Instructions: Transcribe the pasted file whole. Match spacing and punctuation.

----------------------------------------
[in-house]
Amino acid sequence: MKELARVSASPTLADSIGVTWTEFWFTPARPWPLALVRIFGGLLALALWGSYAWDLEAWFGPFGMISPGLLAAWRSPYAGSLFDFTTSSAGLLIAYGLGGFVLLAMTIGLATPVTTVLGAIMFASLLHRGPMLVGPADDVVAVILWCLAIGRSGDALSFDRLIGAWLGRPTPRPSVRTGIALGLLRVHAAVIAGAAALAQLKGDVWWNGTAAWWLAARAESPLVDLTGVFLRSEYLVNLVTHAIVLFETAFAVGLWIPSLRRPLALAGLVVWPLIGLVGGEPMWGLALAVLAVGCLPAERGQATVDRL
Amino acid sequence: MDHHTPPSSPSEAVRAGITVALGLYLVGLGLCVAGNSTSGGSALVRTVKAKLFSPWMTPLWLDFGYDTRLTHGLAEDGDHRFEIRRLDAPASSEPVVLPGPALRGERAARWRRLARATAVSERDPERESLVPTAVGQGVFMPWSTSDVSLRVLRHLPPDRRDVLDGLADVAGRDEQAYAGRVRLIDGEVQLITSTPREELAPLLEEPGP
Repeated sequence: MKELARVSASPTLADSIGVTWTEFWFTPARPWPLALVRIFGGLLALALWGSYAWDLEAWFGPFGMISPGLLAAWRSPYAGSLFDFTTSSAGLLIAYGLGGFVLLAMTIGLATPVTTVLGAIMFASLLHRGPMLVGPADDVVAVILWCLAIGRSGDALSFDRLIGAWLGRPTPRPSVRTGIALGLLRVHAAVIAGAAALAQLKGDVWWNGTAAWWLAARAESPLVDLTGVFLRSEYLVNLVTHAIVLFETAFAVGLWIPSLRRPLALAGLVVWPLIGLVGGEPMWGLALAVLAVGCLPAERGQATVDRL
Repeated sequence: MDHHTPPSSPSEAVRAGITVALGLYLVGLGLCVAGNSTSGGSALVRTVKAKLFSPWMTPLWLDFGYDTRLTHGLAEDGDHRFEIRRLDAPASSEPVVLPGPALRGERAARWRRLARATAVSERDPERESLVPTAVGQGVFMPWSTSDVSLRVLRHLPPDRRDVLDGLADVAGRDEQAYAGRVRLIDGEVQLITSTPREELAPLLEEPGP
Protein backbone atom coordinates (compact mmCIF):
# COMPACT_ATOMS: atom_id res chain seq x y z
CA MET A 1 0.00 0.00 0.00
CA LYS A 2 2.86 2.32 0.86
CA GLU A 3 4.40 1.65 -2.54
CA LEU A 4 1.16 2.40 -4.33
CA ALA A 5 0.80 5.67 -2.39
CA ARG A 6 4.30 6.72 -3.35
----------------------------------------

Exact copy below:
[in-house]
Amino acid sequence: MKELARVSASPTLADSIGVTWTEFWFTPARPWPLALVRIFGGLLALALWGSYAWDLEAWFGPFGMISPGLLAAWRSPYAGSLFDFTTSSAGLLIAYGLGGFVLLAMTIGLATPVTTVLGAIMFASLLHRGPMLVGPADDVVAVILWCLAIGRSGDALSFDRLIGAWLGRPTPRPSVRTGIALGLLRVHAAVIAGAAALAQLKGDVWWNGTAAWWLAARAESPLVDLTGVFLRSEYLVNLVTHAIVLFETAFAVGLWIPSLRRPLALAGLVVWPLIGLVGGEPMWGLALAVLAVGCLPAERGQATVDRL
Amino acid sequence: MDHHTPPSSPSEAVRAGITVALGLYLVGLGLCVAGNSTSGGSALVRTVKAKLFSPWMTPLWLDFGYDTRLTHGLAEDGDHRFEIRRLDAPASSEPVVLPGPALRGERAARWRRLARATAVSERDPERESLVPTAVGQGVFMPWSTSDVSLRVLRHLPPDRRDVLDGLADVAGRDEQAYAGRVRLIDGEVQLITSTPREELAPLLEEPGP
Repeated sequence: MKELARVSASPTLADSIGVTWTEFWFTPARPWPLALVRIFGGLLALALWGSYAWDLEAWFGPFGMISPGLLAAWRSPYAGSLFDFTTSSAGLLIAYGLGGFVLLAMTIGLATPVTTVLGAIMFASLLHRGPMLVGPADDVVAVILWCLAIGRSGDALSFDRLIGAWLGRPTPRPSVRTGIALGLLRVHAAVIAGAAALAQLKGDVWWNGTAAWWLAARAESPLVDLTGVFLRSEYLVNLVTHAIVLFETAFAVGLWIPSLRRPLALAGLVVWPLIGLVGGEPMWGLALAVLAVGCLPAERGQATVDRL
Repeated sequence: MDHHTPPSSPSEAVRAGITVALGLYLVGLGLCVAGNSTSGGSALVRTVKAKLFSPWMTPLWLDFGYDTRLTHGLAEDGDHRFEIRRLDAPASSEPVVLPGPALRGERAARWRRLARATAVSERDPERESLVPTAVGQGVFMPWSTSDVSLRVLRHLPPDRRDVLDGLADVAGRDEQAYAGRVRLIDGEVQLITSTPREELAPLLEEPGP
Protein backbone atom coordinates (compact mmCIF):
# COMPACT_ATOMS: atom_id res chain seq x y z
CA MET A 1 0.00 0.00 0.00
CA LYS A 2 2.86 2.32 0.86
CA GLU A 3 4.40 1.65 -2.54
CA LEU A 4 1.16 2.40 -4.33
CA ALA A 5 0.80 5.67 -2.39
CA ARG A 6 4.30 6.72 -3.35